“I’ve heard about all sorts of discussions,” Herndon said. “And you know, discussions about the city wanting different kinds of uses for that land are, as far as I know, as old as when it was originally deeded to the school district, so they probably aren’t just 9 years old, you’re probably talking about 50 or 60 years old.”
Herndon says the district needs a new high school in downtown Seattle, and the land it owns at Memorial Stadium would be a good fit for a new high school and for a new or refurbished stadium.
“That’s some of the stuff we’re starting to study now over these next couple of months . . . but as we prepare for a ballot measure we need to know what the costs are for the different approaches to dealing with that particular location,” Herndon said.
By “different approaches” it seems that Herndon means demolition or renovation, but it doesn’t sound like he’s a fan of the 1947 structure.
“You’re talking about concrete slabs, really,” Herndon said. “There’s nothing architecturally significant about what that particular thing looks like.”
Memorial Stadium is not considered a city landmark, though it would probably be eligible were it to be nominated. Back in 2007, a World War II vet named Guy Gallipeau tried to nominate it, but the application that he and Bob Hegamin submitted to the City of Seattle’s Landmark Preservation Board was considered incomplete and it was never voted on.
Gallipeau and Hegamin were old enough to remember friends and classmates who died in World War II; that can be said about fewer and fewer people every day. Gallipeau passed away last year at age 87; Hegamin died earlier this year at age 90.
Whether the school district decides to replace or renovate Memorial Stadium, the significant funding required would most likely have to come from a capital levy, which could be on the ballot as early as 2019.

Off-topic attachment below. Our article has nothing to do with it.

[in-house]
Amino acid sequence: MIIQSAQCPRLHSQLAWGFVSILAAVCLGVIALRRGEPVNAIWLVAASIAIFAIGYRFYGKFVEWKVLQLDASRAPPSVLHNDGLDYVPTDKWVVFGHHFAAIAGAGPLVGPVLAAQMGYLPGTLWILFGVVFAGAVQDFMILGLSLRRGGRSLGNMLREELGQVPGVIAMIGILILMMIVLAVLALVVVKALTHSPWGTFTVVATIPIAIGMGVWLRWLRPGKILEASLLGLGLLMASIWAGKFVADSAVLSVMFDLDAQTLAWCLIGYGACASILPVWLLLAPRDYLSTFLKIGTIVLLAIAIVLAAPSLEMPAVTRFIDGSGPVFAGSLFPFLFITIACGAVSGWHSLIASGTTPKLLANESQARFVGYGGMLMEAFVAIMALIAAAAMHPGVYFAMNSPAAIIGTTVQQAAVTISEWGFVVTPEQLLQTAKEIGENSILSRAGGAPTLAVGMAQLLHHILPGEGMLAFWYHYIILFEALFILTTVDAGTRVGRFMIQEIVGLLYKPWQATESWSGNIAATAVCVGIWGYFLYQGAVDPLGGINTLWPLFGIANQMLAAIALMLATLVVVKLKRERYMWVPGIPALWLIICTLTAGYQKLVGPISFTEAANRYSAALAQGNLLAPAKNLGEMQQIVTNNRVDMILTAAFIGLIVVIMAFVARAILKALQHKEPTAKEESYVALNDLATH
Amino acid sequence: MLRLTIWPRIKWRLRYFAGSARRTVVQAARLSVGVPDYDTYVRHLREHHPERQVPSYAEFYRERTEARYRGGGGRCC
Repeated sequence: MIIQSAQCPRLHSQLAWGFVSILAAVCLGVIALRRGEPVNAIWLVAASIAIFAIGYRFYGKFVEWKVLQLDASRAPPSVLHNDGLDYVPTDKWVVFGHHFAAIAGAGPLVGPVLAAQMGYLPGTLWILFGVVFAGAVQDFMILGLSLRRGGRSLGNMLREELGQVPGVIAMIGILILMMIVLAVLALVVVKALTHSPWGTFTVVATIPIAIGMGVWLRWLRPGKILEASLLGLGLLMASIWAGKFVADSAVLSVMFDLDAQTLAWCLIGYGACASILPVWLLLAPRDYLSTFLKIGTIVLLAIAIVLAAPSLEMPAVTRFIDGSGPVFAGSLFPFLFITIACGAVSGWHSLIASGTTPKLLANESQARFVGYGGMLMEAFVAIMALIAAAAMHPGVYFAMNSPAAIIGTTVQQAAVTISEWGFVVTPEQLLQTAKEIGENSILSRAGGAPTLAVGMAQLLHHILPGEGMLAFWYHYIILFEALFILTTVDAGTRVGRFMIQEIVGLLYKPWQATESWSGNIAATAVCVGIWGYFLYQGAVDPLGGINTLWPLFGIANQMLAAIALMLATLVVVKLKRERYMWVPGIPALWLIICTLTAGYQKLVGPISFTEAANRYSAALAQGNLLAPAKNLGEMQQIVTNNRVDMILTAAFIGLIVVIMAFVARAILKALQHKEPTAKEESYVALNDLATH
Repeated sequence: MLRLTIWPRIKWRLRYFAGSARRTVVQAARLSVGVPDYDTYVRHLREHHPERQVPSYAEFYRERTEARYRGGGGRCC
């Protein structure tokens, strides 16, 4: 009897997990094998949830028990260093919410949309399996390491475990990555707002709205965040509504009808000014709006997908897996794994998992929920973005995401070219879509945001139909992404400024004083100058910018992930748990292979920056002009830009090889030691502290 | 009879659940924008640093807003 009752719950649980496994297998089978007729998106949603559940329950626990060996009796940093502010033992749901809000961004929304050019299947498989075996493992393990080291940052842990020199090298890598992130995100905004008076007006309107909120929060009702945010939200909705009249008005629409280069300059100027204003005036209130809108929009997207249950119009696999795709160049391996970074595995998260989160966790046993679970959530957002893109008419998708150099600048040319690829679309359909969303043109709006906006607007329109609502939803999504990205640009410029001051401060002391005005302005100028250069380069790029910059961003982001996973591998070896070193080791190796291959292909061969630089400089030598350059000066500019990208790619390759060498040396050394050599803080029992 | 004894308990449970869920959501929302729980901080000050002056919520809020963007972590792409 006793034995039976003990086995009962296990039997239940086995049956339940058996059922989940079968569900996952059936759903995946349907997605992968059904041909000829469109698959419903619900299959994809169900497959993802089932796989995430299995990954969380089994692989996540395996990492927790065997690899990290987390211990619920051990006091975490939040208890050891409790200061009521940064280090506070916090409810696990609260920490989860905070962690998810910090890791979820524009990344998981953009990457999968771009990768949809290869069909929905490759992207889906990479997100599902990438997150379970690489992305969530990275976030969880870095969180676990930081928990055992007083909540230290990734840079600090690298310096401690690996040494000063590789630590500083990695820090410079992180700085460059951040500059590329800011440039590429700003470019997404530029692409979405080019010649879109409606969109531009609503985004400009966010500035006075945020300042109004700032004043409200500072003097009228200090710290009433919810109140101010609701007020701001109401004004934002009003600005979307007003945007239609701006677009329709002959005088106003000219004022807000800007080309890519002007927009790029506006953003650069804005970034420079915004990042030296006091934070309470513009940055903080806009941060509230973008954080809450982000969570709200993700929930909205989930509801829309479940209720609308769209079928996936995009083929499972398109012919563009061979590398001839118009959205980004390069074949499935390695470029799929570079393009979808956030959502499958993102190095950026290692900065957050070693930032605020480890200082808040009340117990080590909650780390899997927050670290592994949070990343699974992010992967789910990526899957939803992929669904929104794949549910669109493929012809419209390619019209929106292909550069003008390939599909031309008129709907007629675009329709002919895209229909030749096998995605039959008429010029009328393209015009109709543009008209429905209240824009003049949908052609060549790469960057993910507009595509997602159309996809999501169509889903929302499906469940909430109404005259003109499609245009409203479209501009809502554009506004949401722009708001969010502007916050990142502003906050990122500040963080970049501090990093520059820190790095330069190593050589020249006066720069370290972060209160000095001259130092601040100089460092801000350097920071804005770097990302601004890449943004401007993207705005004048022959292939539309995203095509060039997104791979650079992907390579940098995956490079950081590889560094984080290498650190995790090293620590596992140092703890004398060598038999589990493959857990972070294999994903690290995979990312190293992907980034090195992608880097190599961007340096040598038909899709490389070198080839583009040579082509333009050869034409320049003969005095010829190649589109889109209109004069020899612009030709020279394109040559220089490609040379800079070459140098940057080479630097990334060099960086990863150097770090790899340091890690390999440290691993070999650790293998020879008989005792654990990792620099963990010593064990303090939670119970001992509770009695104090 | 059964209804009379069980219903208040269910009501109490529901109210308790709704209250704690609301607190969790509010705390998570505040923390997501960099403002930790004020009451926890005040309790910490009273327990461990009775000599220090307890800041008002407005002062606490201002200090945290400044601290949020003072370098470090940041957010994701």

As for the future of the memorial wall, Herndon says not to worry.
“We’ll definitely continue to keep that,” Herndon said. “We want to make sure that we preserve that wall and honor that memory, and whatever designs we have in the future [that] go in there, that wall would be integrated in whatever project we have moving forward.”
KIRO Radio contacted Seattle City Councilmember Debora Juarez for her perspective on the city’s relationship with the school district as it specifically pertains to Memorial Stadium. Councilmember Juarez is chair of a Council Committee that oversees, among other things, Seattle Center.
Through email from an aide, Councilmember Juarez declined to comment. The aide wrote: “With regard to Memorial Stadium, we recommend speaking with Seattle Public Schools directly.” A subsequent request for comment from Councilmember Juarez – repeating KIRO Radio’s interest in the city’s relationship with the school district – received no reply. Seattle Center and Mayor Ed Murray’s office also did not respond to requests for comment on the future of Memorial Stadium.
Meanwhile, Herndon says that the school district’s relationship with Seattle Center is “fine.”
“We’re having conversations right now,” Herndon said. “I know they’ve got other plans about what they want to do on the Seattle Center, so we’re in communication with them and they know we’re looking at redeveloping [Memorial Stadium], and so we continue to have conversations about timelines on what we’re looking for.”
With 2019 a possible target date for seeking funding for their plans, Herndon points out what might be a major difference between the school district and Seattle Center when it comes to the future of Memorial Stadium.
“My guess is we will have money to do something before they have any money to do anything,” Herndon said.